Adlerstein v. U.S. Customs and Border Protection

Adlerstein, et al., v. U.S. Customs and Border Protection, et al., No. 4:19-cv-00500-CKJ (D. Ariz., filed Oct. 16, 2019)

Ana Adlerstein, Jeff Valenzuela, and Alex Mensing are humanitarian activists whom U.S. Customs and Border Protection (CBP) subjected to repeated and lengthy detentions, searches, and interrogations without any connection to legitimate border control functions. All three are U.S. citizens with a right to return to the United States and yet all three were targeted as part of the federal government’s surveillance of individuals and groups protesting United States immigration policies.

On May 5, 2019, Ms. Adlerstein lawfully accompanied an asylum seeker to the Lukeville, Arizona port of entry. Without any evidence that Ms. Adlerstein had committed a crime, a CBP officer arrested and handcuffed Ms. Adlerstein, subjected her to an intrusive search, and detained her for hours, denying her requests to speak to her attorney. When Ms. Adlerstein protested that the CBP officers were violating her rights, an officer responded: “The Fourth Amendment doesn’t apply here.”

Mr. Valenzuela, a photographer and humanitarian volunteer, attempted to drive back into the United States at a port of entry in San Diego in December 2018. When he arrived, border officers walked to his car, ordered him out, handcuffed him, and marched him into their offices. They took his belongings, searched his bags, and shackled him by his ankles to a steel bench. They left him there, chained, for hours. Eventually they brought him to a small room where they interrogated him about his volunteer work, his associations, and his political beliefs.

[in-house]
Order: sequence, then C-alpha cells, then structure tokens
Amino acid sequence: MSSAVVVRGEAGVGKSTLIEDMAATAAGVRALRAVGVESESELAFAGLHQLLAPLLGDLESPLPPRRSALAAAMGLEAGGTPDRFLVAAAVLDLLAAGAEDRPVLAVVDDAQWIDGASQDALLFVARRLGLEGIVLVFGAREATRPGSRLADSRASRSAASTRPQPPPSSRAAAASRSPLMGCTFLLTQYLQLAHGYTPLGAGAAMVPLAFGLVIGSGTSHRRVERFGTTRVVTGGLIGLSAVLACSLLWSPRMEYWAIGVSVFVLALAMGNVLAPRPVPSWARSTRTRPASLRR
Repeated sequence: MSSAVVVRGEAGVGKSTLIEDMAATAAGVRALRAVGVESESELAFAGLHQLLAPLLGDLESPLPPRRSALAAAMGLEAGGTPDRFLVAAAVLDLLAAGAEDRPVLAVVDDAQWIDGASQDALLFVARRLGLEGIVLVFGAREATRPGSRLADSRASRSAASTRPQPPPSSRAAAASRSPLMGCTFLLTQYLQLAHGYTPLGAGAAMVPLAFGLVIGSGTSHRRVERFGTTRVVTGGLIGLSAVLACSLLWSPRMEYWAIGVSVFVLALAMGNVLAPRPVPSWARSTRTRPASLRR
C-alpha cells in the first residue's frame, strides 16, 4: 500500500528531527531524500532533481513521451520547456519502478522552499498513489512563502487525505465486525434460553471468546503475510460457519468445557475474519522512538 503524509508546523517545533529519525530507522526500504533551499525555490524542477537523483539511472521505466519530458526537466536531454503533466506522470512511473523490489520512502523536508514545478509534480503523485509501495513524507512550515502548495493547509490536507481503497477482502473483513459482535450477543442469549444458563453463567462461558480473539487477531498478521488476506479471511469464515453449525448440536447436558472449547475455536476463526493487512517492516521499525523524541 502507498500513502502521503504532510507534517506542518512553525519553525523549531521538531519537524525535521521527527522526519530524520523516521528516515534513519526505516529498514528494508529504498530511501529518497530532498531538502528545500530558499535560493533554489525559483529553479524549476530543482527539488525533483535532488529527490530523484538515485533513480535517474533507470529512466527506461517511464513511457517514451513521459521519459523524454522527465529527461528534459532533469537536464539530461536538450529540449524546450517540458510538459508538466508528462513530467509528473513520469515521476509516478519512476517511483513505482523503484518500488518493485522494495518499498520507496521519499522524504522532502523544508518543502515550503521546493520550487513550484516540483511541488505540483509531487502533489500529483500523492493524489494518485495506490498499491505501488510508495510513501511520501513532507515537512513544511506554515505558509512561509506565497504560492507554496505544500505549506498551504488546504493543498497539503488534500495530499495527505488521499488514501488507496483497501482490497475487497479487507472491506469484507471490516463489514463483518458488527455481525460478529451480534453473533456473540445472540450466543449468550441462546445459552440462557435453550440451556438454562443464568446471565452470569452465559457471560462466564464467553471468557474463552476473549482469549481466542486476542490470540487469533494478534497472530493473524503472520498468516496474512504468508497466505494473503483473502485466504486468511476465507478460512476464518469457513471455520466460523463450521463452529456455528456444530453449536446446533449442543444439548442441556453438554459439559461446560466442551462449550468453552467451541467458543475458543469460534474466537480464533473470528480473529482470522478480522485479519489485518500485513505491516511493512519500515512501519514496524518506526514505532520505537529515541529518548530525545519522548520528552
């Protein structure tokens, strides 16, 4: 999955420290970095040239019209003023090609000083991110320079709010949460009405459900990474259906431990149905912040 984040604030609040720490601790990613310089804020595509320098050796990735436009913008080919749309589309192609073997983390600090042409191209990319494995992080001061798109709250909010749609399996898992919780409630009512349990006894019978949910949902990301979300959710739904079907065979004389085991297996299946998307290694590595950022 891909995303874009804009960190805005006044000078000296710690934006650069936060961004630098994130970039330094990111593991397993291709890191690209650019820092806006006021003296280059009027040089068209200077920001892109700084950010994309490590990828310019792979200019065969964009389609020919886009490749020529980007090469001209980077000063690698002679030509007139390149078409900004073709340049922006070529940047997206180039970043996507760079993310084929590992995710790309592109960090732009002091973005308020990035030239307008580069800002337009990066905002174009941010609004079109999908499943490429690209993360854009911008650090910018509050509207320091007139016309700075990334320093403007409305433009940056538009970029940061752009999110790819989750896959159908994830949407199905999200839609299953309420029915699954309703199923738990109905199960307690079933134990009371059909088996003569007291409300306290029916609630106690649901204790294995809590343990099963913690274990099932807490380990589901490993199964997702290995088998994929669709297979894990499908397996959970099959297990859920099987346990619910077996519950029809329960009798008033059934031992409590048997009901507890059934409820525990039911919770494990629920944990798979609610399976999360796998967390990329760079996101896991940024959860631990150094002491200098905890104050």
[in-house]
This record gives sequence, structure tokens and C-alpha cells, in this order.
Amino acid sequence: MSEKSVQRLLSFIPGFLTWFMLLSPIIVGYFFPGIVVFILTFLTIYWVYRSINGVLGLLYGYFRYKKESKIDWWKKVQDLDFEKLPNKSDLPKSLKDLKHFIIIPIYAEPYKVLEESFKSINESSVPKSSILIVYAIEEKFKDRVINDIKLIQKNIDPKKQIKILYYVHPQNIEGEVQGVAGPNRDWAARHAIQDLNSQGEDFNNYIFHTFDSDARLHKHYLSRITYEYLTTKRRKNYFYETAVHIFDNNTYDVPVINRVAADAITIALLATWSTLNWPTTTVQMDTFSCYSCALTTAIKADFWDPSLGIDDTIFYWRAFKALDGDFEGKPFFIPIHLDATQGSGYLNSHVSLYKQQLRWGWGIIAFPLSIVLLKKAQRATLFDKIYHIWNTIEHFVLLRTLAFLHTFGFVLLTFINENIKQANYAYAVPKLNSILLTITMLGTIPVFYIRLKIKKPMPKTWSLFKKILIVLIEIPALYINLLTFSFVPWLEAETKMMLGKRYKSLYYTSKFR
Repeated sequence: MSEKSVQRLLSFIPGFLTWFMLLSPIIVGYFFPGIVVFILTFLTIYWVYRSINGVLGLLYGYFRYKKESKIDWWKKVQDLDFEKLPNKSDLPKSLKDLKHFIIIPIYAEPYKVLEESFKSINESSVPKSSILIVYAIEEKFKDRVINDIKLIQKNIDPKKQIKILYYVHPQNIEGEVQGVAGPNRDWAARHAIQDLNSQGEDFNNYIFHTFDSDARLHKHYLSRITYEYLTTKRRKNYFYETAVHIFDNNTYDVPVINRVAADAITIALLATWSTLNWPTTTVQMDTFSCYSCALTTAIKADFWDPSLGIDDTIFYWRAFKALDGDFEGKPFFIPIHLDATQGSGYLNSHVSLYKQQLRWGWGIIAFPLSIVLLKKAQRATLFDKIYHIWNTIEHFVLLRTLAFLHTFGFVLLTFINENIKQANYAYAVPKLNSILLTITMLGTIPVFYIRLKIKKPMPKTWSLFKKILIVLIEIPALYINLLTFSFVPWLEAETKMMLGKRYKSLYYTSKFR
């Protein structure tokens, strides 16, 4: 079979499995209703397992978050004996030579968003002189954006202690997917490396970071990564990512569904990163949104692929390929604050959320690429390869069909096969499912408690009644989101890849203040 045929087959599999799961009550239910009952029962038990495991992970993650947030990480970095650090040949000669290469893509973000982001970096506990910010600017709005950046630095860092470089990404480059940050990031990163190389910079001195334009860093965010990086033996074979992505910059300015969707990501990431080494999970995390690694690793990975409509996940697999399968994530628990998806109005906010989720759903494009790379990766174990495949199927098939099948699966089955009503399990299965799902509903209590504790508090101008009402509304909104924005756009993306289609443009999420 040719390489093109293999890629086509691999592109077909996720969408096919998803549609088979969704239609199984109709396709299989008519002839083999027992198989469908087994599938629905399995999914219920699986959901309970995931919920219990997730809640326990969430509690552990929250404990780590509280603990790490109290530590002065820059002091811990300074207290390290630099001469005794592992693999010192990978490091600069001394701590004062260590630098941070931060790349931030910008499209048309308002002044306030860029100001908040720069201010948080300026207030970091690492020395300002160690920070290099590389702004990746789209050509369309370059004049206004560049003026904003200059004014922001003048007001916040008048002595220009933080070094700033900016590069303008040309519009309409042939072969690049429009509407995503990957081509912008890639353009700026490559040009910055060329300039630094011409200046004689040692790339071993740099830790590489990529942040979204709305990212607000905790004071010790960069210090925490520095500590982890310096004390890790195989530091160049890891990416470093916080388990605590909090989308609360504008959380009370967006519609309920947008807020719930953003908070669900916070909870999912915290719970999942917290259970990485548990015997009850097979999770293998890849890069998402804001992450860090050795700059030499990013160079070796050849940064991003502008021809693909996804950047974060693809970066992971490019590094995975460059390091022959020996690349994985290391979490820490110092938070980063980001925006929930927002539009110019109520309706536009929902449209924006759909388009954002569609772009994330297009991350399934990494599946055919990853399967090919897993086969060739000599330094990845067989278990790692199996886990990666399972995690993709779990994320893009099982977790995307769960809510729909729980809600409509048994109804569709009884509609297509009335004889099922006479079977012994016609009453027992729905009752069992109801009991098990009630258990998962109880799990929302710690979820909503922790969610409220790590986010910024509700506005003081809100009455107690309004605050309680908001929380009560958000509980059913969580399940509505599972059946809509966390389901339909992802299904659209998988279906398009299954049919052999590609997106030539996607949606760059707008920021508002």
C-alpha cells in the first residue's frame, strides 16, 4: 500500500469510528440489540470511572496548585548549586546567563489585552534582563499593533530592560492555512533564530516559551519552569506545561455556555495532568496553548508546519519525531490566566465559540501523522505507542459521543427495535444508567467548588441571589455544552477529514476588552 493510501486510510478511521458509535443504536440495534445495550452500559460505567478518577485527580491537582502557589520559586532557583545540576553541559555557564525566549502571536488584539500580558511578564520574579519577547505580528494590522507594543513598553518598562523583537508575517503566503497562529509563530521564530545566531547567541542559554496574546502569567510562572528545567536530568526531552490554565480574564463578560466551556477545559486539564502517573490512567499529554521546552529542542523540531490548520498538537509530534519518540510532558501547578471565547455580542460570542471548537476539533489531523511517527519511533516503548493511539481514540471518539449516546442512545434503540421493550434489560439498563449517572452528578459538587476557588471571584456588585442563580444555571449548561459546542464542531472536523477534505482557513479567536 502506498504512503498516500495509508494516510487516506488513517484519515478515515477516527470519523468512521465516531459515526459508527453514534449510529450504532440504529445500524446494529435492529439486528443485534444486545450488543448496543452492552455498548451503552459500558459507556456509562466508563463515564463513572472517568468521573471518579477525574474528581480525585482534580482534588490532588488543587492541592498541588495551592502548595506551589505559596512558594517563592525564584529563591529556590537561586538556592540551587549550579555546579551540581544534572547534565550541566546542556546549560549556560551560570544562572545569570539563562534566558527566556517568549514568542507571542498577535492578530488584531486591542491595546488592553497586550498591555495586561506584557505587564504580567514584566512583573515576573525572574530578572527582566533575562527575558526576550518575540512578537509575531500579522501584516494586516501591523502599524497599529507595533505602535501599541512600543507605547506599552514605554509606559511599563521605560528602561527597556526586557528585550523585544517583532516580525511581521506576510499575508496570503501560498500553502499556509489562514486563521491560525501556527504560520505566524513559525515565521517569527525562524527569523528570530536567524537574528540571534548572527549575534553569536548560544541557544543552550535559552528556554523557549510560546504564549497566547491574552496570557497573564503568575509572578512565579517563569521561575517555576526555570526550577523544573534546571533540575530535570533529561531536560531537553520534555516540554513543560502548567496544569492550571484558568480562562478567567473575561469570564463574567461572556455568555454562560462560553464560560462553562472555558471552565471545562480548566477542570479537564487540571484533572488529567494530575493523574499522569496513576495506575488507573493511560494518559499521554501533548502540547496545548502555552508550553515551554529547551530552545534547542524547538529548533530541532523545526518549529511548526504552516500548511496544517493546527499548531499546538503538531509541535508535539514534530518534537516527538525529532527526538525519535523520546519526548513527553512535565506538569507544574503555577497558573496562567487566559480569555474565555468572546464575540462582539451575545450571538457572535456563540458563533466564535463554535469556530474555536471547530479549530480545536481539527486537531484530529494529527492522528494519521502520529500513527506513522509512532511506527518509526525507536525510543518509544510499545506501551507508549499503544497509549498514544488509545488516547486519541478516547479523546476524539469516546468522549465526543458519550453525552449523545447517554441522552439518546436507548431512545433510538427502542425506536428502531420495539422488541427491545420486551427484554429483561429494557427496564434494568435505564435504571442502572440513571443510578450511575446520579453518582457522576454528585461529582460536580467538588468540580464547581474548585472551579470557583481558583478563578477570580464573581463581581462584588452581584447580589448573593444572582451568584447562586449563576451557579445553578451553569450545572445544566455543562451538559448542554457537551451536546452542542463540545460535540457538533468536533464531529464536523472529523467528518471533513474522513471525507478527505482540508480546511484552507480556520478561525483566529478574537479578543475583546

Mr. Mensing crossed into the United States from Mexico twenty-eight times during a period of six months between June 2018 and October 2019. On twenty-six of those entries, CBP agents summarily referred him for “secondary inspection,” which for him included detention, searches, and repeated interrogation. During these interrogations, officers repeatedly asked him the same questions about his work, his finances, his associations, and his personal writings. These seizures became a routine part of his life: cross the border, get detained for hours, and be forced to answer the same questions by the government.

In their complaint, filed on October 16, 2019, the activists allege that CBP’s conduct violated the Fourth and First Amendments. The complaint also alleges that the government’s collection of private and protected information from the activists violated the Privacy Act, 5 U.S.C. § 552a(a)-(l). The activists sought injunctive and declaratory relief. In April 2020, the parties completed briefing on the government’s motion to dismiss and motion for summary judgment.

Counsel: ACLU of Southern California; ACLU of Arizona; Kirkland & Ellis

Contact: Mohammad Tajsar | (213) 977-9500 | mtajsar@aclusocal.org